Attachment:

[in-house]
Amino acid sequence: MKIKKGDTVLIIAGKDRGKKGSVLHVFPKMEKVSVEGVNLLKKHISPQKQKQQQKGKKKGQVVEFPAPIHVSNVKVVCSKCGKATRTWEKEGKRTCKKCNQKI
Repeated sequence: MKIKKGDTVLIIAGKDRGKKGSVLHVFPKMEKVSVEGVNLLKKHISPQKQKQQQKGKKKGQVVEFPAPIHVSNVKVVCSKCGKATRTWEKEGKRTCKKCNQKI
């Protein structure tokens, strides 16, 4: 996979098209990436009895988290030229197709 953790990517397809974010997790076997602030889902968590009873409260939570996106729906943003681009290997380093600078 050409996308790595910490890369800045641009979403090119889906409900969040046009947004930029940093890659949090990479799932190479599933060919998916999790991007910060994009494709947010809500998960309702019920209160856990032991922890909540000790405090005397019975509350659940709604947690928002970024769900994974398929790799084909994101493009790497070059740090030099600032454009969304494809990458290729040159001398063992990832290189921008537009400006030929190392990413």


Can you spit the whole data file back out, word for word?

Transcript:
[in-house]
Amino acid sequence: MKIKKGDTVLIIAGKDRGKKGSVLHVFPKMEKVSVEGVNLLKKHISPQKQKQQQKGKKKGQVVEFPAPIHVSNVKVVCSKCGKATRTWEKEGKRTCKKCNQKI
Repeated sequence: MKIKKGDTVLIIAGKDRGKKGSVLHVFPKMEKVSVEGVNLLKKHISPQKQKQQQKGKKKGQVVEFPAPIHVSNVKVVCSKCGKATRTWEKEGKRTCKKCNQKI
């Protein structure tokens, strides 16, 4: 996979098209990436009895988290030229197709 953790990517397809974010997790076997602030889902968590009873409260939570996106729906943003681009290997380093600078 050409996308790595910490890369800045641009979403090119889906409900969040046009947004930029940093890659949090990479799932190479599933060919998916999790991007910060994009494709947010809500998960309702019920209160856990032991922890909540000790405090005397019975509350659940709604947690928002970024769900994974398929790799084909994101493009790497070059740090030099600032454009969304494809990458290729040159001398063992990832290189921008537009400006030929190392990413």